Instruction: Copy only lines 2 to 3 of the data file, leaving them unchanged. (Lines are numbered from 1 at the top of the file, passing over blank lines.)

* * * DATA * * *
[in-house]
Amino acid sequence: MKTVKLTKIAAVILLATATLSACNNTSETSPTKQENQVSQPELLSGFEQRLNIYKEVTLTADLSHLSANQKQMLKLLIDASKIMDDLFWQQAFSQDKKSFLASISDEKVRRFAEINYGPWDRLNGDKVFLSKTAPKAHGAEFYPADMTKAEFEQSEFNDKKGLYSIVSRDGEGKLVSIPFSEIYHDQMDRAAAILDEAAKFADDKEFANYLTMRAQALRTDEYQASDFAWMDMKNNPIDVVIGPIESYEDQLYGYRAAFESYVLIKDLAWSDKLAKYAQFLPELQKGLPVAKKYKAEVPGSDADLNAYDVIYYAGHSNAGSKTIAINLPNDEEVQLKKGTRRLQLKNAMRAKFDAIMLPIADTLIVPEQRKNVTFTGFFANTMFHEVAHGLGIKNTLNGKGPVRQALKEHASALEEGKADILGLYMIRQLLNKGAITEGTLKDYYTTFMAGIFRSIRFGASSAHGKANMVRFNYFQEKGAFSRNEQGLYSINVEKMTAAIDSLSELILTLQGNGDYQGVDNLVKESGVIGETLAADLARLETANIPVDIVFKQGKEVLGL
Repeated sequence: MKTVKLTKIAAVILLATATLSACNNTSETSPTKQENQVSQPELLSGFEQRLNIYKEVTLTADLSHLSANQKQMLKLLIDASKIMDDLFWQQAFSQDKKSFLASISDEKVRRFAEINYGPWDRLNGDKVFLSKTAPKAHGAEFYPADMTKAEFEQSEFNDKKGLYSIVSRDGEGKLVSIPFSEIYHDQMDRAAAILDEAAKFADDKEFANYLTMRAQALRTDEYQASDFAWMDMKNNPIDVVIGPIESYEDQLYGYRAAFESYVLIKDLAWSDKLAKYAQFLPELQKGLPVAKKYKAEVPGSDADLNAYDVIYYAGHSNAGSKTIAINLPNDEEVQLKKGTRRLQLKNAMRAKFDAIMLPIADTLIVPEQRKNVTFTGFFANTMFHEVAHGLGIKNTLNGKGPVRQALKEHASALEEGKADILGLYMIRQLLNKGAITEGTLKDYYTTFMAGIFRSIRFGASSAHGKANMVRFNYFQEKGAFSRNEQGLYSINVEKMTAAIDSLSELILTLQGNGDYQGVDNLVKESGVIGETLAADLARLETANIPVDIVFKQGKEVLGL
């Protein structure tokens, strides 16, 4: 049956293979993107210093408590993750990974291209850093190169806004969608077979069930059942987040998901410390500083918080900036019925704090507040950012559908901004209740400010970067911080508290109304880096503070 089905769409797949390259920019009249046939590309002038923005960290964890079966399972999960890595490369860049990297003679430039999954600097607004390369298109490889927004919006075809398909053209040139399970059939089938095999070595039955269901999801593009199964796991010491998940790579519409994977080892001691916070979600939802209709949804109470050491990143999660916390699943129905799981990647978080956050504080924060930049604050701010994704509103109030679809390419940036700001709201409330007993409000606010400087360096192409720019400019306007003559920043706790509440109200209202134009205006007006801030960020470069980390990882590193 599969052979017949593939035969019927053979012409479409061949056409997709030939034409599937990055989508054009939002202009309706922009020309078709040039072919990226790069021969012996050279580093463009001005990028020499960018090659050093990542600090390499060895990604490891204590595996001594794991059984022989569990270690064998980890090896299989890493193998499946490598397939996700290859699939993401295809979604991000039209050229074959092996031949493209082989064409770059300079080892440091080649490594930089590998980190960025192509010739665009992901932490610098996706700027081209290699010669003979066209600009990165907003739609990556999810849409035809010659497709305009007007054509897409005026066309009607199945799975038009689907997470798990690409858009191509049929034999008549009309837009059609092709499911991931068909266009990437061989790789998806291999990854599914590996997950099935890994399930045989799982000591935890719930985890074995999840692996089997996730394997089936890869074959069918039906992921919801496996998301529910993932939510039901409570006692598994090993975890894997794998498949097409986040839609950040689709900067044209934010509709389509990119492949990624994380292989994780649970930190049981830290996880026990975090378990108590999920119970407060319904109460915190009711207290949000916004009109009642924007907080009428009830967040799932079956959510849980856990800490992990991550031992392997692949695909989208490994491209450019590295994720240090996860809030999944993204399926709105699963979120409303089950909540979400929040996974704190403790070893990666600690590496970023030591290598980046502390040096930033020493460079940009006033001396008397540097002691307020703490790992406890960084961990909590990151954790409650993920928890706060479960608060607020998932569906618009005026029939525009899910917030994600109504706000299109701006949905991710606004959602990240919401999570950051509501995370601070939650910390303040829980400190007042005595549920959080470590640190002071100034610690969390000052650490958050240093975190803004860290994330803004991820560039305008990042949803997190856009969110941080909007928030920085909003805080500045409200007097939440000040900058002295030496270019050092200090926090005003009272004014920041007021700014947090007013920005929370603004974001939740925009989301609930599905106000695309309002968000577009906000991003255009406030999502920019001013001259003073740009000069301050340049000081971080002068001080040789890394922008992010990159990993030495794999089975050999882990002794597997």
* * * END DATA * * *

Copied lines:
Amino acid sequence: MKTVKLTKIAAVILLATATLSACNNTSETSPTKQENQVSQPELLSGFEQRLNIYKEVTLTADLSHLSANQKQMLKLLIDASKIMDDLFWQQAFSQDKKSFLASISDEKVRRFAEINYGPWDRLNGDKVFLSKTAPKAHGAEFYPADMTKAEFEQSEFNDKKGLYSIVSRDGEGKLVSIPFSEIYHDQMDRAAAILDEAAKFADDKEFANYLTMRAQALRTDEYQASDFAWMDMKNNPIDVVIGPIESYEDQLYGYRAAFESYVLIKDLAWSDKLAKYAQFLPELQKGLPVAKKYKAEVPGSDADLNAYDVIYYAGHSNAGSKTIAINLPNDEEVQLKKGTRRLQLKNAMRAKFDAIMLPIADTLIVPEQRKNVTFTGFFANTMFHEVAHGLGIKNTLNGKGPVRQALKEHASALEEGKADILGLYMIRQLLNKGAITEGTLKDYYTTFMAGIFRSIRFGASSAHGKANMVRFNYFQEKGAFSRNEQGLYSINVEKMTAAIDSLSELILTLQGNGDYQGVDNLVKESGVIGETLAADLARLETANIPVDIVFKQGKEVLGL
Repeated sequence: MKTVKLTKIAAVILLATATLSACNNTSETSPTKQENQVSQPELLSGFEQRLNIYKEVTLTADLSHLSANQKQMLKLLIDASKIMDDLFWQQAFSQDKKSFLASISDEKVRRFAEINYGPWDRLNGDKVFLSKTAPKAHGAEFYPADMTKAEFEQSEFNDKKGLYSIVSRDGEGKLVSIPFSEIYHDQMDRAAAILDEAAKFADDKEFANYLTMRAQALRTDEYQASDFAWMDMKNNPIDVVIGPIESYEDQLYGYRAAFESYVLIKDLAWSDKLAKYAQFLPELQKGLPVAKKYKAEVPGSDADLNAYDVIYYAGHSNAGSKTIAINLPNDEEVQLKKGTRRLQLKNAMRAKFDAIMLPIADTLIVPEQRKNVTFTGFFANTMFHEVAHGLGIKNTLNGKGPVRQALKEHASALEEGKADILGLYMIRQLLNKGAITEGTLKDYYTTFMAGIFRSIRFGASSAHGKANMVRFNYFQEKGAFSRNEQGLYSINVEKMTAAIDSLSELILTLQGNGDYQGVDNLVKESGVIGETLAADLARLETANIPVDIVFKQGKEVLGL